Proper post-operative care and hygiene are crucial to prevent infections, and any signs of persistent or worsening infection should be promptly addressed by your surgeon.
Poor Result after 1 Year of Surgery
Hair transplantation is a gradual process, and it can take several months to a year to see the final results.
However, if you are dissatisfied with the outcome even after a year, such as sparse hair growth or uneven distribution, it may suggest a subpar procedure. Consultation with a qualified hair transplant specialist is advised in such cases.
One of the foremost goals of a hair transplant is to achieve a natural-looking hairline and overall appearance. If your hairline appears unnaturally straight, too low, or with an unnatural density, it may be a sign of an improper hair transplant.
Skilled surgeons take into account factors like hair direction, angle, and distribution to create a result that seamlessly blends with your existing hair.
Can A Hair Transplant Be Corrected?
A hair transplant can be corrected through various methods, allowing patients with unsatisfactory results to achieve a more natural and aesthetically pleasing outcome.
Skilled surgeons often encounter patients who seek corrective hair transplant surgery after experiencing issues with their previous procedure. Let’s delve into each of the points provided and elaborate on them:
Unnatural Hairline Repair
An unnatural hairline is a common problem that may arise from a poorly executed hair transplant. To address this issue, several techniques can be employed.
One approach involves adding a large number of 1-3 hair grafts strategically placed between, behind, and in front of the existing large 15-25 hair grafts. It helps create a more natural transition and softens the appearance of the hairline.
Another option is the surgical removal of plugs, which involves removing larger grafts and replacing them with smaller, more natural-looking ones.
Poor Follicle Quality Repair
Poor follicle quality can pose a challenge when correcting a hair transplant. It can manifest as limited or depleted occipital donor hair, which may be a result of previous procedures.
Additionally, the existing hairline may not only appear “pluggy” but also be in an inappropriate location. In such cases, simply adding more hair will not solve the problem.
Poor Hair Density Repair
Poor hair density after a hair transplant can result in an unnatural and uneven hairline, often referred to as “bushes” between trees. To rectify this issue, surgeons have several options.
One prime approach strategically adds more grafts to increase density and create a softer hairline. By carefully placing these grafts, the overall density can be improved, making the unnatural hairline less noticeable.
One popular technique is scalp micropigmentation, which involves using specialized pigments to match the patient’s natural hair color and create the illusion of hair follicles in areas affected by scarring.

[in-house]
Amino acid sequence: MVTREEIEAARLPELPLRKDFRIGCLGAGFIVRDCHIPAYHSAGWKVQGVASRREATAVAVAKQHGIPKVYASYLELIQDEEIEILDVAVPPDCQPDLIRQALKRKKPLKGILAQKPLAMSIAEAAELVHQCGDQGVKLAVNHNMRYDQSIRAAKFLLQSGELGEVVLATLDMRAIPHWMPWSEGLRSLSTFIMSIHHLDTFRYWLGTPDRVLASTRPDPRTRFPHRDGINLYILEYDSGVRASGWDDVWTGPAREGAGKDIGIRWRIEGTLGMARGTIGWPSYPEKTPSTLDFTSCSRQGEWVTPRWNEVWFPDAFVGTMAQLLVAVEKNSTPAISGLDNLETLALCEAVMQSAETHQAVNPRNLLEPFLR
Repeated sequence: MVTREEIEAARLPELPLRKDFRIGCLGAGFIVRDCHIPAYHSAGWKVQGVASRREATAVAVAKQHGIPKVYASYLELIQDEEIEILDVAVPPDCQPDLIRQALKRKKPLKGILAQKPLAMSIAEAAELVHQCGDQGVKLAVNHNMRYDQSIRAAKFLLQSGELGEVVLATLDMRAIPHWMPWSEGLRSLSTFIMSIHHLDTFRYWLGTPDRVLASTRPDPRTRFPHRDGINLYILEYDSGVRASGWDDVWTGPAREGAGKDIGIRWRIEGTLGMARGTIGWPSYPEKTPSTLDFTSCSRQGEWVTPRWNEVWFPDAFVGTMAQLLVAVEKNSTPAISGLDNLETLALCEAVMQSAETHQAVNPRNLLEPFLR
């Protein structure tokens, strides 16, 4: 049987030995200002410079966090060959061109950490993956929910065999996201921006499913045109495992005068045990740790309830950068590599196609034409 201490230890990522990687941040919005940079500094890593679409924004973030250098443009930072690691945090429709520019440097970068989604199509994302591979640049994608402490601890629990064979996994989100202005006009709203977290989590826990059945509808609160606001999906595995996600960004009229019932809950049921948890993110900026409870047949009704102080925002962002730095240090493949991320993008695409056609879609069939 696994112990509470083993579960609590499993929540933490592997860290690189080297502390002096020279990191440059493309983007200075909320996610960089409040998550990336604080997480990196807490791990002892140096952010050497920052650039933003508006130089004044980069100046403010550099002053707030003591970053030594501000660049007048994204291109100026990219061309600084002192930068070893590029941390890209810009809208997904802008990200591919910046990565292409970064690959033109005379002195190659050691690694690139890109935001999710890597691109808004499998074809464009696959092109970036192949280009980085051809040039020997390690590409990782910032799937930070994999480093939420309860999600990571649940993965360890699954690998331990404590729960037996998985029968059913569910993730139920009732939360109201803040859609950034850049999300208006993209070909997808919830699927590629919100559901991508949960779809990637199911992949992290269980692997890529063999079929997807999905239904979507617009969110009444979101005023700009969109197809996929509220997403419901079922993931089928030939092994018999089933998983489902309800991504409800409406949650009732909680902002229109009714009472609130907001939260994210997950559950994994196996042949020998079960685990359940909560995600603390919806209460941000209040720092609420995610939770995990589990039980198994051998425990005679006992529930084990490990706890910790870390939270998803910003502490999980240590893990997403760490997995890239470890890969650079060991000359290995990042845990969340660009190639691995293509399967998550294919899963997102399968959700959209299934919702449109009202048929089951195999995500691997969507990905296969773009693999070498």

This method helps camouflage the scars, resulting in a more seamless and aesthetically pleasing outcome. Laser therapy can also fix the scar issue by removing the damaged skin.
Immediately After Corrective Hair Transplant Surgery
Following the corrective hair transplant surgery, a specialized procedure is carried out to ensure proper healing and protection. An Adaptive dressing, treated with Polysporin ointment, is carefully placed on the patient’s head to cover the transplanted hair.
It is followed by applying Kerlix bandages and a 3-inch Ace bandage, securely wrapping the head. For the next 48 hours, a simple dressing consisting of gauze soaked in saline solution is used, along with a soft elastic bandage.
After this initial period, the patient can gently shampoo their hair daily using a mild product like Johnson & Johnson’s baby shampoo, facilitating a healthy recovery process.
Recovery After Reversed Hair Transplant
After undergoing hair transplant corrective surgery, the patient is given post-operative guidance by the nursing staff. It is recommended that someone accompanies the patient, as driving is not permitted within the first 24 hours due to the lingering effects of sedation.
The patient can resume professional activities the day after the surgery. To manage discomfort in the donor area, an analgesic like Tylenol with codeine is prescribed, typically taken 6 to 8 hours after the operation.
During the initial 24 to 48 hours, it is advised that the patient sleeps with their head elevated to minimize swelling. Approximately 25% of patients experience forehead edema, which can spread to the eyelids and cheeks by the second day.
Cold compresses can help reduce this swelling. After 24 hours, the patient can remove the Ace bandage and shower while wearing the remaining dressings, using lukewarm water.
The scalp should be washed with an antiseptic shampoo or soap, being careful to only clear dry blood without disturbing the crusts. Sutures are typically removed at 7 to 10 days, while the crusts formed in the grafted areas will naturally fall off within 8 to 15 days.
Baby oil can be used to soften the crusts. After one month, the patient can begin using minoxidil over the implanted area, promoting increased blood supply.